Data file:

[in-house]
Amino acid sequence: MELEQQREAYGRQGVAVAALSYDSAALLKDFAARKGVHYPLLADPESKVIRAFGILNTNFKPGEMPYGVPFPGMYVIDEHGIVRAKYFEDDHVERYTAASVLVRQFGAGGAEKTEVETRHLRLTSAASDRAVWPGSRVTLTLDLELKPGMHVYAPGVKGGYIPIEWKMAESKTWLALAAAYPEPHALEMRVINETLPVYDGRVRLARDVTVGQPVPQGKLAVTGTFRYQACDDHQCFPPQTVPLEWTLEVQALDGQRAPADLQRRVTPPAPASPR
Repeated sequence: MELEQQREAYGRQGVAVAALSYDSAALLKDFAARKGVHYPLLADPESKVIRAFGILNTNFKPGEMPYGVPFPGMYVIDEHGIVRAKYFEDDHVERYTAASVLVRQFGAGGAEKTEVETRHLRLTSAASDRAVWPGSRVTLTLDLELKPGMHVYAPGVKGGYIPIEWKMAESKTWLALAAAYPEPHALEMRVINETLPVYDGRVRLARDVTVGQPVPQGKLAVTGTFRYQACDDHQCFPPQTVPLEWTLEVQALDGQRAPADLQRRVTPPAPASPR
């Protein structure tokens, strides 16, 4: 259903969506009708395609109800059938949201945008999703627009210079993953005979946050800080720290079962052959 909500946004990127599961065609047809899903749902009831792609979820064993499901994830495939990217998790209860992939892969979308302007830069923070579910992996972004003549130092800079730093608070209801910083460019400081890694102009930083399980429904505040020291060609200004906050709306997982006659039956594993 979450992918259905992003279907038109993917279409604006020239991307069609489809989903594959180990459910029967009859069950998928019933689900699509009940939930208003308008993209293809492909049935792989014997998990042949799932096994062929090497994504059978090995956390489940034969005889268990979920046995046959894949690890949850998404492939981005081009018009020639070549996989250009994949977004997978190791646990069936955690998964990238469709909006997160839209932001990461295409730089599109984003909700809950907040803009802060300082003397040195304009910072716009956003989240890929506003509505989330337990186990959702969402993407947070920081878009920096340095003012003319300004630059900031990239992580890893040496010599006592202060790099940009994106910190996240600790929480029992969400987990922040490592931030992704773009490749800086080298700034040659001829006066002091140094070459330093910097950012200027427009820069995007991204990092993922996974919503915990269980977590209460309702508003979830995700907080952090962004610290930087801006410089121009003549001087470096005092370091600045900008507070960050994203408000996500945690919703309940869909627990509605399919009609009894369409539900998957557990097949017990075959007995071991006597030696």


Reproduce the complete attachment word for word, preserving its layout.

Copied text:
[in-house]
Amino acid sequence: MELEQQREAYGRQGVAVAALSYDSAALLKDFAARKGVHYPLLADPESKVIRAFGILNTNFKPGEMPYGVPFPGMYVIDEHGIVRAKYFEDDHVERYTAASVLVRQFGAGGAEKTEVETRHLRLTSAASDRAVWPGSRVTLTLDLELKPGMHVYAPGVKGGYIPIEWKMAESKTWLALAAAYPEPHALEMRVINETLPVYDGRVRLARDVTVGQPVPQGKLAVTGTFRYQACDDHQCFPPQTVPLEWTLEVQALDGQRAPADLQRRVTPPAPASPR
Repeated sequence: MELEQQREAYGRQGVAVAALSYDSAALLKDFAARKGVHYPLLADPESKVIRAFGILNTNFKPGEMPYGVPFPGMYVIDEHGIVRAKYFEDDHVERYTAASVLVRQFGAGGAEKTEVETRHLRLTSAASDRAVWPGSRVTLTLDLELKPGMHVYAPGVKGGYIPIEWKMAESKTWLALAAAYPEPHALEMRVINETLPVYDGRVRLARDVTVGQPVPQGKLAVTGTFRYQACDDHQCFPPQTVPLEWTLEVQALDGQRAPADLQRRVTPPAPASPR
């Protein structure tokens, strides 16, 4: 259903969506009708395609109800059938949201945008999703627009210079993953005979946050800080720290079962052959 909500946004990127599961065609047809899903749902009831792609979820064993499901994830495939990217998790209860992939892969979308302007830069923070579910992996972004003549130092800079730093608070209801910083460019400081890694102009930083399980429904505040020291060609200004906050709306997982006659039956594993 979450992918259905992003279907038109993917279409604006020239991307069609489809989903594959180990459910029967009859069950998928019933689900699509009940939930208003308008993209293809492909049935792989014997998990042949799932096994062929090497994504059978090995956390489940034969005889268990979920046995046959894949690890949850998404492939981005081009018009020639070549996989250009994949977004997978190791646990069936955690998964990238469709909006997160839209932001990461295409730089599109984003909700809950907040803009802060300082003397040195304009910072716009956003989240890929506003509505989330337990186990959702969402993407947070920081878009920096340095003012003319300004630059900031990239992580890893040496010599006592202060790099940009994106910190996240600790929480029992969400987990922040490592931030992704773009490749800086080298700034040659001829006066002091140094070459330093910097950012200027427009820069995007991204990092993922996974919503915990269980977590209460309702508003979830995700907080952090962004610290930087801006410089121009003549001087470096005092370091600045900008507070960050994203408000996500945690919703309940869909627990509605399919009609009894369409539900998957557990097949017990075959007995071991006597030696």